On 1 September 2020, Campbell Johnston Clark celebrated its 10th anniversary. Jonathan Campbell looks back on the decade during which CJC emerged as a force to be reckoned with in Maritime Law which nonetheless maintained its distinct non-hierarchical culture.
Over the last decade, what started as a team of seven people sitting round a make-shift desk in an unfurnished office has grown into an international maritime law firm with over 60 staff members and offices in London, Newcastle (opened 2012), Singapore (2014) and Miami (2019).
An original aim was to cover all possible areas where shipping advice would be needed - non-contentious commercial and finance work, wet and insurance market work and the dry and chartering market. We called this the three-legged stool, with each leg proving vital to the firm’s success. To these core practices, we have added a very significant commercial litigation and advisory practice for ship-owners. We are able to advise on English, US and Marshall Islands law. Today, we are the equivalent size of any shipping team and are able to work on the largest transactions or most complex cases.
Our clients include shipowners (ranging from small to household names), private equity, banks and the major players in the hull market and the P&I clubs. As one client has said to us “we see CJC as an extension of our team and highly value their quick turnaround times, can-do attitude and problem-solving abilities.”
Over 10 successful and happy years, we have been blessed in developing a unified team, free of the hierarchies and politics of other firms. This is something we continue to cultivate, with an active social life for staff away from the offices. We are also past winners of the soccer Marine Challenge Cup and have had international football success at the Posidonia tournament.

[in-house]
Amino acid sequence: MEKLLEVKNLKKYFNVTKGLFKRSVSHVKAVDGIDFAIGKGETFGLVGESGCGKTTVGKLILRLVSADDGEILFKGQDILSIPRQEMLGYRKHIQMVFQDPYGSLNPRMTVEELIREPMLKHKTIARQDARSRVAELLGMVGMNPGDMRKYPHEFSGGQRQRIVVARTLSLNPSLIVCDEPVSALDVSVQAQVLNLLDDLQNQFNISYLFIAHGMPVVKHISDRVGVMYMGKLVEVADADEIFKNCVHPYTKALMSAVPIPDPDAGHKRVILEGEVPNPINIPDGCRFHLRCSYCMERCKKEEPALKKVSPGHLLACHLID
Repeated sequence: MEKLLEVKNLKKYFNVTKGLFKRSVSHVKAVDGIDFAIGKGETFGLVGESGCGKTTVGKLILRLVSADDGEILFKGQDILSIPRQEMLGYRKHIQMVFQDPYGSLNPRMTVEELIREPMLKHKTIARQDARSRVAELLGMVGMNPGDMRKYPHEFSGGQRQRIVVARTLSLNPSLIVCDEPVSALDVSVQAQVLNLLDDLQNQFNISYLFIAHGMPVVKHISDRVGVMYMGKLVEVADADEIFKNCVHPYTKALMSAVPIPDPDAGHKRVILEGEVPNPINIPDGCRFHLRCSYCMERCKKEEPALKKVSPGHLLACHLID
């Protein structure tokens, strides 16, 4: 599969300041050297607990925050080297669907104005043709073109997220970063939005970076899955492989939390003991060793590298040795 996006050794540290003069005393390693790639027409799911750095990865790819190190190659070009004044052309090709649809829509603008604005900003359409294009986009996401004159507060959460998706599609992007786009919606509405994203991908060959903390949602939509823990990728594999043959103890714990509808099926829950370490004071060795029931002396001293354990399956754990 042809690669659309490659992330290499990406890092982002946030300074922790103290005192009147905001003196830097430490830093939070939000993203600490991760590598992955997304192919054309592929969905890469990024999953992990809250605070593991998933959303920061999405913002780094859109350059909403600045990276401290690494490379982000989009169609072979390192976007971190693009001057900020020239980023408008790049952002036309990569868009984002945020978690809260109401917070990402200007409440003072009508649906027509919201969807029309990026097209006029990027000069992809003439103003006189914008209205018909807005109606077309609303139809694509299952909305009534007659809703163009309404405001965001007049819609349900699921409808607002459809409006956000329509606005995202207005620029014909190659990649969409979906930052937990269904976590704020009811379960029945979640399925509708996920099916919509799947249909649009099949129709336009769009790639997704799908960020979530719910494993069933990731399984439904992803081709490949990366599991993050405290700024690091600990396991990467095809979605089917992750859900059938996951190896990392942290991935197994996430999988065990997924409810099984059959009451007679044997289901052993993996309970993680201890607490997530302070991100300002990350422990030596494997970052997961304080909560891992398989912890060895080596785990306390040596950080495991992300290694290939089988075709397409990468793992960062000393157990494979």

It is a culture difference that those working with CJC also recognise. As one of our partners remarked, who previously worked with one of the larger maritime firms: “My best day at [x] was not as good as my worst day at CJC.”
CJC achieved early recognitions through a 2013 nomination for the Lloyds List maritime firm of the year, before going on to win the Legal 500 shipping law firm of the year. It continues to go from strength to strength, recently appearing successfully in the Supreme Court case of “Atlantik Confidence” and acting in the highly significant maritime cases of “Purple Beach”, “Mysong”, “Cheshire”, “Mustafa Khan” and - in one of the leading judgments on the Hague Rules - “Alhani”.
These are successes secured by an exceptional team and, in opening offices in new locations to consolidate our position as a leading shipping law firm, CJC has recruited the most talented staff to drive development and expansion. We believe Singapore will continue to thrive and consolidate its position as the maritime hub of Asia Pacific and our recruitment of Paul Apostolis and Gareth Williams in this area indicates our Asian ambitions. Our recent move to open offices in Miami, led by Neil Bayer, is another case in point.
We have also been very pleased to focus on charitable initiatives. We have supported the UK maritime industry by sponsoring cadets through training, for example. Further, for many years we have supported Haven House in Essex, the Big Issue, Children North East and St Katharine’s Trust. Our partners are trustees of charities including the Sailors Society.
After 10 years in business, our aim remains to give our shipping clients practical and common-sense advice. We envisage continuing our international expansion, in the Mediterranean and elsewhere. And most importantly, to continue to recruit the best talent and continue to lead the way in shipping law.